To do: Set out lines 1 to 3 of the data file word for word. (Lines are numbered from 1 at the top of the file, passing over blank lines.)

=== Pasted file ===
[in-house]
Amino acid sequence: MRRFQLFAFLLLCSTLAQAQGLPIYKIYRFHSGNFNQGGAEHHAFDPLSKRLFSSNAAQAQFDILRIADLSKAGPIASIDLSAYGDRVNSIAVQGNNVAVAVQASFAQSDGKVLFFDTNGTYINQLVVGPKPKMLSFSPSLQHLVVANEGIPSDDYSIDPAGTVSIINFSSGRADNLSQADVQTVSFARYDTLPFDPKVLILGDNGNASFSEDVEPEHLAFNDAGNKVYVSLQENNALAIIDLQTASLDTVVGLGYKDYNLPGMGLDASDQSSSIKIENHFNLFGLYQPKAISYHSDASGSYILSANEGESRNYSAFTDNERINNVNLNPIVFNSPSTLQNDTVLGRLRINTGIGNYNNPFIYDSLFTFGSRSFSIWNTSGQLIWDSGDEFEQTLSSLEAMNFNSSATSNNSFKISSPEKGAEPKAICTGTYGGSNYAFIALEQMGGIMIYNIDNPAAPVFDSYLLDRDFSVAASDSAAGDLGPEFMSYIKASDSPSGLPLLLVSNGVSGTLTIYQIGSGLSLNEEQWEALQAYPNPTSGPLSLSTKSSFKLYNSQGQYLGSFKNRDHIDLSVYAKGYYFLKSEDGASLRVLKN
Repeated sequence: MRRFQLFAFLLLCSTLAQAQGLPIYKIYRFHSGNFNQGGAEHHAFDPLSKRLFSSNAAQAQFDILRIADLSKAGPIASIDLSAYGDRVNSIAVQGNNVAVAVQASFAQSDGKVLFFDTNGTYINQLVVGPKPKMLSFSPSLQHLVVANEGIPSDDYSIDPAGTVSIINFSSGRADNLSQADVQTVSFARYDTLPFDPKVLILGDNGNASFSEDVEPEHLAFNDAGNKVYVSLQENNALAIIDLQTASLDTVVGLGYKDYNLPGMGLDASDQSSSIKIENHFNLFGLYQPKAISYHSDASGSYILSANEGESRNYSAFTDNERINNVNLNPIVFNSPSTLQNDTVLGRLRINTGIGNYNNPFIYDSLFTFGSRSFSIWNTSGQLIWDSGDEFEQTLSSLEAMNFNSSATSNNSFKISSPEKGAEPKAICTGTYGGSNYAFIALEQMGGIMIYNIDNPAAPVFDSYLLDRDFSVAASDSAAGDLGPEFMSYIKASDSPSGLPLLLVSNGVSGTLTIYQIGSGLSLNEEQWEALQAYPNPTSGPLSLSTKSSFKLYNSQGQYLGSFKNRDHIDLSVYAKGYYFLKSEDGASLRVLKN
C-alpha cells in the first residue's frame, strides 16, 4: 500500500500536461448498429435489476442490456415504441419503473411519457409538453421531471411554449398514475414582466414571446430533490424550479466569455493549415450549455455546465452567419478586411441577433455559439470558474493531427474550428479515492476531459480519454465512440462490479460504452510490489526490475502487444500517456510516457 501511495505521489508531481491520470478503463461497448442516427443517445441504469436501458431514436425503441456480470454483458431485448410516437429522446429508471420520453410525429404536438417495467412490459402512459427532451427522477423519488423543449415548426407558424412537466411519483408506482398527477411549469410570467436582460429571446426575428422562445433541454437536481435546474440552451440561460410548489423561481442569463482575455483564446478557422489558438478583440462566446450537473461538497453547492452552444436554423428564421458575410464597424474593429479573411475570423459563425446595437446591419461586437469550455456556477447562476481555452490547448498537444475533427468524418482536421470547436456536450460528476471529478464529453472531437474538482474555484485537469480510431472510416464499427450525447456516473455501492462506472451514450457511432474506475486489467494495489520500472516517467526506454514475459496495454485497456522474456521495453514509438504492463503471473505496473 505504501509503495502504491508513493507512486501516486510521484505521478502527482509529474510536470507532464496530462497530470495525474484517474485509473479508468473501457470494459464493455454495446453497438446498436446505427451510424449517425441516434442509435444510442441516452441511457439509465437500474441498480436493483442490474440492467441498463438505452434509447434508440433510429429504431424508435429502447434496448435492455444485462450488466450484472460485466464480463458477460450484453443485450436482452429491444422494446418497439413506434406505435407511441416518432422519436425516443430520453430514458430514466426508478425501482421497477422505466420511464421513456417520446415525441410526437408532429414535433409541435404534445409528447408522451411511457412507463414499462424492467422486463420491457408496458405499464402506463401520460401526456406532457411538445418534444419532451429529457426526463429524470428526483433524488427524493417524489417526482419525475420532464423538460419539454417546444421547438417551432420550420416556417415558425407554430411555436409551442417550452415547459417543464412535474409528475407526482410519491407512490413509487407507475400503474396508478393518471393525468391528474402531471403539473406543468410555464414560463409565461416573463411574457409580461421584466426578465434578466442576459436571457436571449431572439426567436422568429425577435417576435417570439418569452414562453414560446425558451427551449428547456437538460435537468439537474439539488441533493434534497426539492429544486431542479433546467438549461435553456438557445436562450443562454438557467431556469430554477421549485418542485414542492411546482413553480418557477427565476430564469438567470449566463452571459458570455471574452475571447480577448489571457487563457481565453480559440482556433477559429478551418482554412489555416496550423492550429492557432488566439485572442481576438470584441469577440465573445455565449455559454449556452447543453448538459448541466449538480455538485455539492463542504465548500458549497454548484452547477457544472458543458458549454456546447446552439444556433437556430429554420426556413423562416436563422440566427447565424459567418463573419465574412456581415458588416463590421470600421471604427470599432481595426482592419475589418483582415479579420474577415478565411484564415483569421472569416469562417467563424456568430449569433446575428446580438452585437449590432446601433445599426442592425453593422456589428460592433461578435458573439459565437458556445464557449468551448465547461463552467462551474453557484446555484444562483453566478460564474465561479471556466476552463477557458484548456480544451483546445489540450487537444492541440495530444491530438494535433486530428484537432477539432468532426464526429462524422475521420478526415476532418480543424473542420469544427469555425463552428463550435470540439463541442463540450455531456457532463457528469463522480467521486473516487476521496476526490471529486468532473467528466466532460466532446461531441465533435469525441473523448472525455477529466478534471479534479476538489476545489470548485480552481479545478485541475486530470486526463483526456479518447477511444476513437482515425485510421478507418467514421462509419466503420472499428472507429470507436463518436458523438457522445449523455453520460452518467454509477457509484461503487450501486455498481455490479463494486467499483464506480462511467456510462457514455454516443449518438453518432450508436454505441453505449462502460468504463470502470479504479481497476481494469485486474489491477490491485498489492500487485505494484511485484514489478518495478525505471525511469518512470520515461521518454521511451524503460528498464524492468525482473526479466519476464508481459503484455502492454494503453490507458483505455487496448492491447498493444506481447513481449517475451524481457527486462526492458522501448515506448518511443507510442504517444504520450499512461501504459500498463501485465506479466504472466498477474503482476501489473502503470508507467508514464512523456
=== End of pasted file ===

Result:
[in-house]
Amino acid sequence: MRRFQLFAFLLLCSTLAQAQGLPIYKIYRFHSGNFNQGGAEHHAFDPLSKRLFSSNAAQAQFDILRIADLSKAGPIASIDLSAYGDRVNSIAVQGNNVAVAVQASFAQSDGKVLFFDTNGTYINQLVVGPKPKMLSFSPSLQHLVVANEGIPSDDYSIDPAGTVSIINFSSGRADNLSQADVQTVSFARYDTLPFDPKVLILGDNGNASFSEDVEPEHLAFNDAGNKVYVSLQENNALAIIDLQTASLDTVVGLGYKDYNLPGMGLDASDQSSSIKIENHFNLFGLYQPKAISYHSDASGSYILSANEGESRNYSAFTDNERINNVNLNPIVFNSPSTLQNDTVLGRLRINTGIGNYNNPFIYDSLFTFGSRSFSIWNTSGQLIWDSGDEFEQTLSSLEAMNFNSSATSNNSFKISSPEKGAEPKAICTGTYGGSNYAFIALEQMGGIMIYNIDNPAAPVFDSYLLDRDFSVAASDSAAGDLGPEFMSYIKASDSPSGLPLLLVSNGVSGTLTIYQIGSGLSLNEEQWEALQAYPNPTSGPLSLSTKSSFKLYNSQGQYLGSFKNRDHIDLSVYAKGYYFLKSEDGASLRVLKN
Repeated sequence: MRRFQLFAFLLLCSTLAQAQGLPIYKIYRFHSGNFNQGGAEHHAFDPLSKRLFSSNAAQAQFDILRIADLSKAGPIASIDLSAYGDRVNSIAVQGNNVAVAVQASFAQSDGKVLFFDTNGTYINQLVVGPKPKMLSFSPSLQHLVVANEGIPSDDYSIDPAGTVSIINFSSGRADNLSQADVQTVSFARYDTLPFDPKVLILGDNGNASFSEDVEPEHLAFNDAGNKVYVSLQENNALAIIDLQTASLDTVVGLGYKDYNLPGMGLDASDQSSSIKIENHFNLFGLYQPKAISYHSDASGSYILSANEGESRNYSAFTDNERINNVNLNPIVFNSPSTLQNDTVLGRLRINTGIGNYNNPFIYDSLFTFGSRSFSIWNTSGQLIWDSGDEFEQTLSSLEAMNFNSSATSNNSFKISSPEKGAEPKAICTGTYGGSNYAFIALEQMGGIMIYNIDNPAAPVFDSYLLDRDFSVAASDSAAGDLGPEFMSYIKASDSPSGLPLLLVSNGVSGTLTIYQIGSGLSLNEEQWEALQAYPNPTSGPLSLSTKSSFKLYNSQGQYLGSFKNRDHIDLSVYAKGYYFLKSEDGASLRVLKN